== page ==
Writer’s overwhelm – how to tackle it

 
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I’ll admit it.

Since returning from long-service leave, I’ve had half a heart in the northern hemisphere and the other half right back here at home. It’s taking a little effort to re-boot my mojo for work, even though I love it! So when I realised yesterday (it started last week, if I’m honest) that I really had put off some things well beyond long enough, I became a bit edgy.

Just quietly, there’s a fair bit to do between now and the end of January ... Complete three manuscript appraisals. Write two speeches. Create a suite of media releases and blast them around. Design and populate a new e-zine. Edit three different blogs. Write staff profiles. And coach a first-time author through the steps of writing her first memoir.

And that’s just for clients! Here at ASTT HQ, in our spare time we’re making a new website. (Stand by for a January launch!)

Last night, I got a big fat dose of overwhelm, which made me so sick of myself that I had to do something about it. What did I do?

I wrote (by hand) a list of all the work I have committed to completing by the end of January (see above). Then I drew a calendar (by hand) that details the days of each week until the end of January and started filling it in, working back from due dates. (Yes, I know there are plenty of digital applications and programs I could have used, and I do … Trello, iCal, Scrivener, just to name a few.)

Something about lying on the carpet on my tummy using colour and paper and my brain made the overwhelm go away. By the end of the session, I had a list of things that I had to do tomorrow (aka today) because getting them done now would really help January. (I like to help January when I can … )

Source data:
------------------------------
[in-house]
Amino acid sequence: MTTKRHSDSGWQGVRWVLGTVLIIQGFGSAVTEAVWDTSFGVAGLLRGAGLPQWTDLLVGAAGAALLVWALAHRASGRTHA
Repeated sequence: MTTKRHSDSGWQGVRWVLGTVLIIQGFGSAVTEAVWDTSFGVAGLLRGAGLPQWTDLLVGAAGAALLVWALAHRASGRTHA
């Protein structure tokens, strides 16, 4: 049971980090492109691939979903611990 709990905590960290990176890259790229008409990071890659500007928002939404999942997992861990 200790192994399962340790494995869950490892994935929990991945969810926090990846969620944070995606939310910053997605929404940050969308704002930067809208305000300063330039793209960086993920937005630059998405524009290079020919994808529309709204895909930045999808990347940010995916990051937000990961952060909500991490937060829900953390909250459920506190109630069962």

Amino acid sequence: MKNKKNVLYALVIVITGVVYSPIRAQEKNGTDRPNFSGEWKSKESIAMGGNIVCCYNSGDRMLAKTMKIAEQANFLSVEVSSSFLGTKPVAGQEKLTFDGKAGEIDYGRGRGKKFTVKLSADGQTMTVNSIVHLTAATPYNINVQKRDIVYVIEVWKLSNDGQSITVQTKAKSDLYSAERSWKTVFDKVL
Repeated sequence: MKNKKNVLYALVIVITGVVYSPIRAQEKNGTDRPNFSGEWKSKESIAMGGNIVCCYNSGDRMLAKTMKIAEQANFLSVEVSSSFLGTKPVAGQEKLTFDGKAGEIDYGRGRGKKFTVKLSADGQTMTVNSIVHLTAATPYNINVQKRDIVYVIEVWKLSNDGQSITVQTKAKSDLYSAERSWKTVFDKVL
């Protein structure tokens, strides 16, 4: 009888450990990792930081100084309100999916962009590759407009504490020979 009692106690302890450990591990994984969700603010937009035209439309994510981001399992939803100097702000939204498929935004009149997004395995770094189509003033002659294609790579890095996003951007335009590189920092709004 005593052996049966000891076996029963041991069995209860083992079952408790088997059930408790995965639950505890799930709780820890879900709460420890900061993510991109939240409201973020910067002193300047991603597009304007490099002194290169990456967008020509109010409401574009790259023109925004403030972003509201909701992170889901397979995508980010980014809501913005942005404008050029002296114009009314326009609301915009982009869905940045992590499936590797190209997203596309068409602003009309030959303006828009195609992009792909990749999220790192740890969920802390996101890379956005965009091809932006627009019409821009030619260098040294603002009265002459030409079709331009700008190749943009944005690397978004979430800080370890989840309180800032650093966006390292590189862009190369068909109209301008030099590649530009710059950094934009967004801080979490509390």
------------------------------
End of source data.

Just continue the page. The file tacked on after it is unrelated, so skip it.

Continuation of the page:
This problem-solving work reminded me of the time I was completely stuck writing my novel. It was my first go at writing a book. I didn’t know how to tackle it. So I took time out of writing scene after scene to start plotting the novel …

I typed up the plot points, printed them on coloured paper according to theme, cut them out, got our a huge piece of plywood and (using Blu-tak) stuck them on the board (see image above!) to check that each plot was always bubbling along. Again, digital techniques might have been wiser, even a whiteboard would’ve been more efficient. But the ‘manual labour’ was good for me, and the novel.

The plotting process took a week but it sorted me out. I got sore knees from kneeling before my board, which made for a pleasant change from a sore hip from sitting all day. After a year of fun writing scenes, trusting that they would come together some day, I stepped into my next week of writing knowing where I was headed. I was informed, empowered and confident. Overwhelm was so yesterday.

How do you tackle overwhelm?

May your words pour onto the page,